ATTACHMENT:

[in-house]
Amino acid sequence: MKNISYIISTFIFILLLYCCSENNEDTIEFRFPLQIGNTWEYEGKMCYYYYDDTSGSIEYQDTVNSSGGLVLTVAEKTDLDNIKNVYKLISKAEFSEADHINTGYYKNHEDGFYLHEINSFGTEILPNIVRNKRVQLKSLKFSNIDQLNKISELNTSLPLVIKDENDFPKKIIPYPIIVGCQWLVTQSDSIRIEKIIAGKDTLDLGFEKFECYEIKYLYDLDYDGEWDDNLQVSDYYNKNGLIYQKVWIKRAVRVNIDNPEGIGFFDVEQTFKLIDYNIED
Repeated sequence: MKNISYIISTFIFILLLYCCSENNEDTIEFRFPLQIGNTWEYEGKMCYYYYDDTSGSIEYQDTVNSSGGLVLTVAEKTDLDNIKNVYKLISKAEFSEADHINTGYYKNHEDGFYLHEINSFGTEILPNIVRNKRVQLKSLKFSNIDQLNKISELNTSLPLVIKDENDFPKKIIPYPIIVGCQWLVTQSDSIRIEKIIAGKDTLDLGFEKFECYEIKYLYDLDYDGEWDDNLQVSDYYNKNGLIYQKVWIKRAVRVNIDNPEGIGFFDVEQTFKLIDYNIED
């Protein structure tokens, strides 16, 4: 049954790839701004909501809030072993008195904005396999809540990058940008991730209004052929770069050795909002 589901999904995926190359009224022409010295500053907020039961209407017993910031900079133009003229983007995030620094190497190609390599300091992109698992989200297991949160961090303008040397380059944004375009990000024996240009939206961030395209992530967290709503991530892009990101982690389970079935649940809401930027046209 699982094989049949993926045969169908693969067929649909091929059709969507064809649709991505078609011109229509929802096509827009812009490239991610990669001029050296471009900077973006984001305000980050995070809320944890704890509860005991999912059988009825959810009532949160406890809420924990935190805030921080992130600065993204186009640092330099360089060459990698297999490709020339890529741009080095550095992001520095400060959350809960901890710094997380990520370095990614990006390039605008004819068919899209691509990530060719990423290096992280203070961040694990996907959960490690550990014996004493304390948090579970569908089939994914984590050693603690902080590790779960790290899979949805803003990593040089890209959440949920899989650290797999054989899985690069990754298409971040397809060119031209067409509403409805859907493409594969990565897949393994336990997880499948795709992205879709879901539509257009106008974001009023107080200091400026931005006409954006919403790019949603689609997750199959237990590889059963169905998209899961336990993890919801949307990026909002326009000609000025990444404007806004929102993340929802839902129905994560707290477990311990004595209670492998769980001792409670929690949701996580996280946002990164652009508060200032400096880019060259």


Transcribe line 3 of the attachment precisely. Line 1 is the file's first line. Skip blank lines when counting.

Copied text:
Repeated sequence: MKNISYIISTFIFILLLYCCSENNEDTIEFRFPLQIGNTWEYEGKMCYYYYDDTSGSIEYQDTVNSSGGLVLTVAEKTDLDNIKNVYKLISKAEFSEADHINTGYYKNHEDGFYLHEINSFGTEILPNIVRNKRVQLKSLKFSNIDQLNKISELNTSLPLVIKDENDFPKKIIPYPIIVGCQWLVTQSDSIRIEKIIAGKDTLDLGFEKFECYEIKYLYDLDYDGEWDDNLQVSDYYNKNGLIYQKVWIKRAVRVNIDNPEGIGFFDVEQTFKLIDYNIED